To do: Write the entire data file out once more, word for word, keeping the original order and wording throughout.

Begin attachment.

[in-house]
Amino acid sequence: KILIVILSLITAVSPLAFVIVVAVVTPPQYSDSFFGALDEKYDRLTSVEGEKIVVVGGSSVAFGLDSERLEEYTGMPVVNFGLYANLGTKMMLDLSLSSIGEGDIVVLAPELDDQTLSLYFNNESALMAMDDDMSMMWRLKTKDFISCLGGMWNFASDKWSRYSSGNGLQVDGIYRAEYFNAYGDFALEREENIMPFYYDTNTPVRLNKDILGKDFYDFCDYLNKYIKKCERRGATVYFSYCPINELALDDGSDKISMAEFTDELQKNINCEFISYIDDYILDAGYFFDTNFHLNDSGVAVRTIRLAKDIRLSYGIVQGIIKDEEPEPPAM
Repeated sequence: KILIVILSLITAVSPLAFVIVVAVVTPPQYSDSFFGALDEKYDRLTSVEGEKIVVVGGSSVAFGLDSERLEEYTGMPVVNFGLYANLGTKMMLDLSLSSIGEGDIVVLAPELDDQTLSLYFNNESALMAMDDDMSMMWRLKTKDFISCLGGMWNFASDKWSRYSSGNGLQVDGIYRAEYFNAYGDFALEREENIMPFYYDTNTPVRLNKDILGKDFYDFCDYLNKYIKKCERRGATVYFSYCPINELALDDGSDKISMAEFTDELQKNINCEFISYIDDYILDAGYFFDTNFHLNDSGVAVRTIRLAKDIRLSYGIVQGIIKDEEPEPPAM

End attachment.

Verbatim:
[in-house]
Amino acid sequence: KILIVILSLITAVSPLAFVIVVAVVTPPQYSDSFFGALDEKYDRLTSVEGEKIVVVGGSSVAFGLDSERLEEYTGMPVVNFGLYANLGTKMMLDLSLSSIGEGDIVVLAPELDDQTLSLYFNNESALMAMDDDMSMMWRLKTKDFISCLGGMWNFASDKWSRYSSGNGLQVDGIYRAEYFNAYGDFALEREENIMPFYYDTNTPVRLNKDILGKDFYDFCDYLNKYIKKCERRGATVYFSYCPINELALDDGSDKISMAEFTDELQKNINCEFISYIDDYILDAGYFFDTNFHLNDSGVAVRTIRLAKDIRLSYGIVQGIIKDEEPEPPAM
Repeated sequence: KILIVILSLITAVSPLAFVIVVAVVTPPQYSDSFFGALDEKYDRLTSVEGEKIVVVGGSSVAFGLDSERLEEYTGMPVVNFGLYANLGTKMMLDLSLSSIGEGDIVVLAPELDDQTLSLYFNNESALMAMDDDMSMMWRLKTKDFISCLGGMWNFASDKWSRYSSGNGLQVDGIYRAEYFNAYGDFALEREENIMPFYYDTNTPVRLNKDILGKDFYDFCDYLNKYIKKCERRGATVYFSYCPINELALDDGSDKISMAEFTDELQKNINCEFISYIDDYILDAGYFFDTNFHLNDSGVAVRTIRLAKDIRLSYGIVQGIIKDEEPEPPAM